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|Also Known As:||Orenthal James Simpson,O.J. Simpson||Died:|
|Born:||July 9, 1947||Cause of Death:|
|Birth Place:||San Francisco, California, USA||Profession:||Cast ... sports commentator actor football player|
Arguably one of the best running backs in NFL history, Simpson gained celebrity carrying the ball for the Buffalo Bills. With a broad handsome face and winning smile, his transition from sports hero to performer was a natural one. Simpson began his off-field assignments by hosting segments of ABC's "Wide World of Sports" and popping up in movies such as "The Klansman", opposite Richard Burton, and "The Towering Inferno" (both 1974), opposite everybody. He became less enchanted with football and more interested in showbiz though he continued to play the game until 1979. Simpson became best known to the general public as the spokesman for the Hertz car rental company in a series of popular TV ads which began airing in 1975. He was featured performing his patented broken-field running style--in a business suit--en route to a departing plane. These commercials soon became the hallmark of the company and kept Simpson in the public eye.
After his retirement from football, Simpson ventured fulltime into broadcasting and acting, working as a commentator for ABC's "Monday Night Football" and NBC's "NFL Live" pre-game show. In 1986 he joined the cast of HBO's football sitcom, "1st & Ten" as fictional former running back great T.D. Parker, a part he played for five years. Simpson returned to features with a supporting role as the accident-prone officer Nordberg in "The Naked Gun--From the Files of Police Squad!" (1988) and its two sequels.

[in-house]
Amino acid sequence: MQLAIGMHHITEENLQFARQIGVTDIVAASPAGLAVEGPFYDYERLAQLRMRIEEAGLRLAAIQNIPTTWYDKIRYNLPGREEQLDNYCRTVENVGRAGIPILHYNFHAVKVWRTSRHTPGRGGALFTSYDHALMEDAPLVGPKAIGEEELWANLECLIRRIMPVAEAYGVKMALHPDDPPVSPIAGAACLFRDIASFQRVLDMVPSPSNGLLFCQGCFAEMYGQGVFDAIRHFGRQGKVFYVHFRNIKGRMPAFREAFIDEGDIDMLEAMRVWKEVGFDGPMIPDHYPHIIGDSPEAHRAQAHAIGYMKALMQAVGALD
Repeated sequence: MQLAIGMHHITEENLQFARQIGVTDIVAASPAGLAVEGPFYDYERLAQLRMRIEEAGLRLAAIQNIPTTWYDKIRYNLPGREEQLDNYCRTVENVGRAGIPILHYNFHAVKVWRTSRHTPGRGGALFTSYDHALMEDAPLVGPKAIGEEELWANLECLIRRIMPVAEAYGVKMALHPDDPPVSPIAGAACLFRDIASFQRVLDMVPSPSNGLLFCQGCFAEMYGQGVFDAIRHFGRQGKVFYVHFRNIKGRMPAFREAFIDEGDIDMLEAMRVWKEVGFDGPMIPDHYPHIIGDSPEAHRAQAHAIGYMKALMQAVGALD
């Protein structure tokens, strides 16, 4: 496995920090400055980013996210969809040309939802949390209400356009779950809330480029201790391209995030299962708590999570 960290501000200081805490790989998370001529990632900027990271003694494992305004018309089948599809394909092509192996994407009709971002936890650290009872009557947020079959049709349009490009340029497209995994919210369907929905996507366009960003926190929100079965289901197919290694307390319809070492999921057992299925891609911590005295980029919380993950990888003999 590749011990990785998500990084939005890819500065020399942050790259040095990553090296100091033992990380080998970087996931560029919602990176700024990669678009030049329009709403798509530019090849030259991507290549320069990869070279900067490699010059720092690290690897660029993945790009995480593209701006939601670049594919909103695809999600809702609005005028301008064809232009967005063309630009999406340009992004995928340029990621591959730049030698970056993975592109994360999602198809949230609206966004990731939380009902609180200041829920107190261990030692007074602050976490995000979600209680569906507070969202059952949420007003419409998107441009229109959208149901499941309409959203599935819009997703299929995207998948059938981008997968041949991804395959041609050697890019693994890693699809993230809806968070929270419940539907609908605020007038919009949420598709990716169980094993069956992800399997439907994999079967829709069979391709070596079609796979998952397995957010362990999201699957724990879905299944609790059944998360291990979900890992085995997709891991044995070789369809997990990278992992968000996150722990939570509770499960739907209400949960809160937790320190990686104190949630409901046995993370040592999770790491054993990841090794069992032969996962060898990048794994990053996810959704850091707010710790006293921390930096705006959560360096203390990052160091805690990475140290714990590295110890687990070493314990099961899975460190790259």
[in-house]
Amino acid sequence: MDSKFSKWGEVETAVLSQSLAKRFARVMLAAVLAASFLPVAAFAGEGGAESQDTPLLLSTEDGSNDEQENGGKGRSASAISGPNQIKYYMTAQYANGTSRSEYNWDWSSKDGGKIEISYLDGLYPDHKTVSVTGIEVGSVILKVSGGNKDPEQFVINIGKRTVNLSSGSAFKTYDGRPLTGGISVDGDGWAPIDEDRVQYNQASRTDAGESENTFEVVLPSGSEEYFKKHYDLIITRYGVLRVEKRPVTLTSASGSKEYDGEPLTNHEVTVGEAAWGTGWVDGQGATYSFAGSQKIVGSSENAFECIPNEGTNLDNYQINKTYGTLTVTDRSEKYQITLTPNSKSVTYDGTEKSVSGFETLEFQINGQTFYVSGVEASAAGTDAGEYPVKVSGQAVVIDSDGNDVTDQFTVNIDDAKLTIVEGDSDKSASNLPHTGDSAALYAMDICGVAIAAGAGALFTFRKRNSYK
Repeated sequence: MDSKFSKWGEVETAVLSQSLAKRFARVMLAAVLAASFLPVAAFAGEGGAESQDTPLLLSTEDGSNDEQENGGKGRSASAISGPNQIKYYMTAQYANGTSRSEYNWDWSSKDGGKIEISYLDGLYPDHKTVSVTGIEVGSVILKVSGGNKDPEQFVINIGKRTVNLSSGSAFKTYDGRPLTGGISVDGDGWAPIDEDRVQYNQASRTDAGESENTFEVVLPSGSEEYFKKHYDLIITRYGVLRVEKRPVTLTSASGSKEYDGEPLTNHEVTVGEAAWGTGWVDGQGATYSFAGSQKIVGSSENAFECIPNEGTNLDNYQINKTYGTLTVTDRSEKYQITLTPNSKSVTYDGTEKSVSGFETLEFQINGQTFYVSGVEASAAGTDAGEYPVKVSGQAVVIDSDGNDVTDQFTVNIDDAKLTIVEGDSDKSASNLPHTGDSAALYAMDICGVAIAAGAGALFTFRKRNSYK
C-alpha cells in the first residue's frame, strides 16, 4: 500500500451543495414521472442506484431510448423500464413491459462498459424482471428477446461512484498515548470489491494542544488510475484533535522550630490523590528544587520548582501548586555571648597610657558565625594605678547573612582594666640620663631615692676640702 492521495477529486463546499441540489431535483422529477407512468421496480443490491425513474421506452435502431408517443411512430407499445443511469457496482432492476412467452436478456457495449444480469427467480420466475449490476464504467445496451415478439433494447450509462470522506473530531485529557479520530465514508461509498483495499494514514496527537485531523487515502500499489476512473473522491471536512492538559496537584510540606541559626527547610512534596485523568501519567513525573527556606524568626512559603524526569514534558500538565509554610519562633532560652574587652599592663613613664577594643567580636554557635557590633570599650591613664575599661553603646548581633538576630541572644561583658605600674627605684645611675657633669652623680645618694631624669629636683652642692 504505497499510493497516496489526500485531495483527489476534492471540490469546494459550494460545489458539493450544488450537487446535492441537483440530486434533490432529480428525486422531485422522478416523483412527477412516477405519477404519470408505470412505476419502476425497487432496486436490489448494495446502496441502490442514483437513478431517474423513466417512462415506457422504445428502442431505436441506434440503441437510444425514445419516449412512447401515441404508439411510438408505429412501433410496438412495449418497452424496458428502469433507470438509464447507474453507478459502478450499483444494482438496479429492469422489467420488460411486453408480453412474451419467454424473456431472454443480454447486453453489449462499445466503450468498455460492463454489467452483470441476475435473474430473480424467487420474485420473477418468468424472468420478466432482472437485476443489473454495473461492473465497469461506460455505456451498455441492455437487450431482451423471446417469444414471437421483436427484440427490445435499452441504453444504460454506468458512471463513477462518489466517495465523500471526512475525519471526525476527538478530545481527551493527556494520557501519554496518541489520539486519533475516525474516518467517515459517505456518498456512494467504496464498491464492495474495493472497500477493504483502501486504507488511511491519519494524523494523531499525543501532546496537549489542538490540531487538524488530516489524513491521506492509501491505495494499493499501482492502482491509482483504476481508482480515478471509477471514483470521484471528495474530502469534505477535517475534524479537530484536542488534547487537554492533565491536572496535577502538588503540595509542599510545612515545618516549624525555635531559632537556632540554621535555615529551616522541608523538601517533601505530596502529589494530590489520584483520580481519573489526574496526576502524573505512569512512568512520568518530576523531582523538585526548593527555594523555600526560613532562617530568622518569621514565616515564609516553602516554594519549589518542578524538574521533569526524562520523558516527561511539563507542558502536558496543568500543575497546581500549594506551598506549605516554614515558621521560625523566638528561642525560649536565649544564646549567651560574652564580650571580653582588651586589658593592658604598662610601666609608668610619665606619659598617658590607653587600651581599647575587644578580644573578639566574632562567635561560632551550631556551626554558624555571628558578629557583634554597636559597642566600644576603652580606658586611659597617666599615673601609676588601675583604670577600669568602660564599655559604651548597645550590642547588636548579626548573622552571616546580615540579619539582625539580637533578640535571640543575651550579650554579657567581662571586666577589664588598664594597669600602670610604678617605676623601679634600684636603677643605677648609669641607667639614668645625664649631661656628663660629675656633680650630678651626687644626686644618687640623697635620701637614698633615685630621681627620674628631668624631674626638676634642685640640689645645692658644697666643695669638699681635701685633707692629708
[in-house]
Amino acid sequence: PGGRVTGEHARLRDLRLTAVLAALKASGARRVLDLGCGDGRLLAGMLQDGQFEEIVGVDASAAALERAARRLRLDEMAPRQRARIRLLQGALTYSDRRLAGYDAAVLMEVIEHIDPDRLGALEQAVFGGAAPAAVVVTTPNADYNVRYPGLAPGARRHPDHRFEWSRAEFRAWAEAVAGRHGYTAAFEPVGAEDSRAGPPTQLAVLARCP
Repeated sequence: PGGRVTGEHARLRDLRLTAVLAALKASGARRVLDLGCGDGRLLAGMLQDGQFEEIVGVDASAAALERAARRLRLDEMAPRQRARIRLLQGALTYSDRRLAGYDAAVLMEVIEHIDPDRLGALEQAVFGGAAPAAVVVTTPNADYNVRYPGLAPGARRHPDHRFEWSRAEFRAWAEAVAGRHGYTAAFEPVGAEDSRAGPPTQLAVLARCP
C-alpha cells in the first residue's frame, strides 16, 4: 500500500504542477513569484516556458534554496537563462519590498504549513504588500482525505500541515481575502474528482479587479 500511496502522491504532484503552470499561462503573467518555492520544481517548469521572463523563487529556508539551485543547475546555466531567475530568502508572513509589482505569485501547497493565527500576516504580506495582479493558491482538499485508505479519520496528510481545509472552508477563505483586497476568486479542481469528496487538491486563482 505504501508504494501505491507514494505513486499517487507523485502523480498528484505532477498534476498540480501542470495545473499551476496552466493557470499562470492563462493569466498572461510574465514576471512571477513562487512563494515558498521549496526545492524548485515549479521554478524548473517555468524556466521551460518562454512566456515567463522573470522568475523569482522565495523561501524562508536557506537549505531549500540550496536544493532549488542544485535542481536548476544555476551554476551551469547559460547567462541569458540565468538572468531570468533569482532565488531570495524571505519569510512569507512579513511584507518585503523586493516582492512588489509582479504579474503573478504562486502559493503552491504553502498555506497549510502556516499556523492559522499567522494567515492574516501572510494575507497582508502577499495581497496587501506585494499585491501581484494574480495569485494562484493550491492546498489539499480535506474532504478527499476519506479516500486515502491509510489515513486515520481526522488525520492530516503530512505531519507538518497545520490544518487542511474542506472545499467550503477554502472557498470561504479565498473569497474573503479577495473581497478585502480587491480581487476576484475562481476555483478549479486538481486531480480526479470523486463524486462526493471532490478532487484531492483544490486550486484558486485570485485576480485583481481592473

In June 1994, Simpson was detained and questioned by the LAPD regarding the murder of his estranged wife Nicole and her friend Ron Goldman. This occurred five years after Simpson pleaded no-contest to beating his wife, serving 200 hours of community service and paying a nominal fine. On July 17, 1994 Simpson was arrested and charged with two counts of murder after leading the LAPD on televised car chase throughout Los Angeles. On the Monday following his arrest Simpson pleaded not guilty to both murders, and the subsequent murder trial received a staggering amount of international publicity from the news and mass media. After a brief deliberation, the jury returned a verdict of "not guilty" on October 3, 1995. Two years later, however, a civil jury found him liable for damages in the murders.
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